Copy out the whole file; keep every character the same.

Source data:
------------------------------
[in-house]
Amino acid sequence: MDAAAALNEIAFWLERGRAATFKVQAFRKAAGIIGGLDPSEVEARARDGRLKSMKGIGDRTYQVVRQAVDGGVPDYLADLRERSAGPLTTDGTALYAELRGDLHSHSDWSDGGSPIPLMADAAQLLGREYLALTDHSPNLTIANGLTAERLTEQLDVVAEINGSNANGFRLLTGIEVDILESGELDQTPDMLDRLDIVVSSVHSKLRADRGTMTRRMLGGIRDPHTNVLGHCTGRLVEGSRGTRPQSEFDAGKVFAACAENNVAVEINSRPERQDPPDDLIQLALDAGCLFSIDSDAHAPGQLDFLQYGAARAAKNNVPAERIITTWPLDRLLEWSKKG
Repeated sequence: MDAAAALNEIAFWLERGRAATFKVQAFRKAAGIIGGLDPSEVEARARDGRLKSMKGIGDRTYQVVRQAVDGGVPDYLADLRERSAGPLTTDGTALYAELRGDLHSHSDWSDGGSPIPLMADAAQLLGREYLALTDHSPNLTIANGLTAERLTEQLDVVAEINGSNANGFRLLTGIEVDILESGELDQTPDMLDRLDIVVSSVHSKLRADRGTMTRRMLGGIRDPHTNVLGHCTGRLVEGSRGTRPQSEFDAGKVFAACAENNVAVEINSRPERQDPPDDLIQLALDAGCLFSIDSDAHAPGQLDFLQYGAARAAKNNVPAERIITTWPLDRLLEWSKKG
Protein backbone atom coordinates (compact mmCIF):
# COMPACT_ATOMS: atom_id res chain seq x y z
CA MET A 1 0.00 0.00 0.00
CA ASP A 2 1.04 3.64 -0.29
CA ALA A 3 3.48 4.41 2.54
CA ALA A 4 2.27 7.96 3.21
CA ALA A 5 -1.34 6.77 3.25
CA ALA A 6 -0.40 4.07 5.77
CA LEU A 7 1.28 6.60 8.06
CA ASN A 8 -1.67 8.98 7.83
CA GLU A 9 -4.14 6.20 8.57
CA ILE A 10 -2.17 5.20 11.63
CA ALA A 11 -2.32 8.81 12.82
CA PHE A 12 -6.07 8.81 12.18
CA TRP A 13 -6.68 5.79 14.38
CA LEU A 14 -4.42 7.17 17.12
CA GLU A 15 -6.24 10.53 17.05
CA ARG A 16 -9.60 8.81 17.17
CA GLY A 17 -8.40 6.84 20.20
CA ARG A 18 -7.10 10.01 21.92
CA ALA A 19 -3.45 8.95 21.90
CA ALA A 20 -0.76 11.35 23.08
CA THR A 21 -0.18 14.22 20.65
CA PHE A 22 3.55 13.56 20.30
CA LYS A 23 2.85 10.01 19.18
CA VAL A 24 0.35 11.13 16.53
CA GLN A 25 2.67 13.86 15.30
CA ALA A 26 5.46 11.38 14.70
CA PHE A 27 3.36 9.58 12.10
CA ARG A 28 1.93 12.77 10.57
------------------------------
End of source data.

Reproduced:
[in-house]
Amino acid sequence: MDAAAALNEIAFWLERGRAATFKVQAFRKAAGIIGGLDPSEVEARARDGRLKSMKGIGDRTYQVVRQAVDGGVPDYLADLRERSAGPLTTDGTALYAELRGDLHSHSDWSDGGSPIPLMADAAQLLGREYLALTDHSPNLTIANGLTAERLTEQLDVVAEINGSNANGFRLLTGIEVDILESGELDQTPDMLDRLDIVVSSVHSKLRADRGTMTRRMLGGIRDPHTNVLGHCTGRLVEGSRGTRPQSEFDAGKVFAACAENNVAVEINSRPERQDPPDDLIQLALDAGCLFSIDSDAHAPGQLDFLQYGAARAAKNNVPAERIITTWPLDRLLEWSKKG
Repeated sequence: MDAAAALNEIAFWLERGRAATFKVQAFRKAAGIIGGLDPSEVEARARDGRLKSMKGIGDRTYQVVRQAVDGGVPDYLADLRERSAGPLTTDGTALYAELRGDLHSHSDWSDGGSPIPLMADAAQLLGREYLALTDHSPNLTIANGLTAERLTEQLDVVAEINGSNANGFRLLTGIEVDILESGELDQTPDMLDRLDIVVSSVHSKLRADRGTMTRRMLGGIRDPHTNVLGHCTGRLVEGSRGTRPQSEFDAGKVFAACAENNVAVEINSRPERQDPPDDLIQLALDAGCLFSIDSDAHAPGQLDFLQYGAARAAKNNVPAERIITTWPLDRLLEWSKKG
Protein backbone atom coordinates (compact mmCIF):
# COMPACT_ATOMS: atom_id res chain seq x y z
CA MET A 1 0.00 0.00 0.00
CA ASP A 2 1.04 3.64 -0.29
CA ALA A 3 3.48 4.41 2.54
CA ALA A 4 2.27 7.96 3.21
CA ALA A 5 -1.34 6.77 3.25
CA ALA A 6 -0.40 4.07 5.77
CA LEU A 7 1.28 6.60 8.06
CA ASN A 8 -1.67 8.98 7.83
CA GLU A 9 -4.14 6.20 8.57
CA ILE A 10 -2.17 5.20 11.63
CA ALA A 11 -2.32 8.81 12.82
CA PHE A 12 -6.07 8.81 12.18
CA TRP A 13 -6.68 5.79 14.38
CA LEU A 14 -4.42 7.17 17.12
CA GLU A 15 -6.24 10.53 17.05
CA ARG A 16 -9.60 8.81 17.17
CA GLY A 17 -8.40 6.84 20.20
CA ARG A 18 -7.10 10.01 21.92
CA ALA A 19 -3.45 8.95 21.90
CA ALA A 20 -0.76 11.35 23.08
CA THR A 21 -0.18 14.22 20.65
CA PHE A 22 3.55 13.56 20.30
CA LYS A 23 2.85 10.01 19.18
CA VAL A 24 0.35 11.13 16.53
CA GLN A 25 2.67 13.86 15.30
CA ALA A 26 5.46 11.38 14.70
CA PHE A 27 3.36 9.58 12.10
CA ARG A 28 1.93 12.77 10.57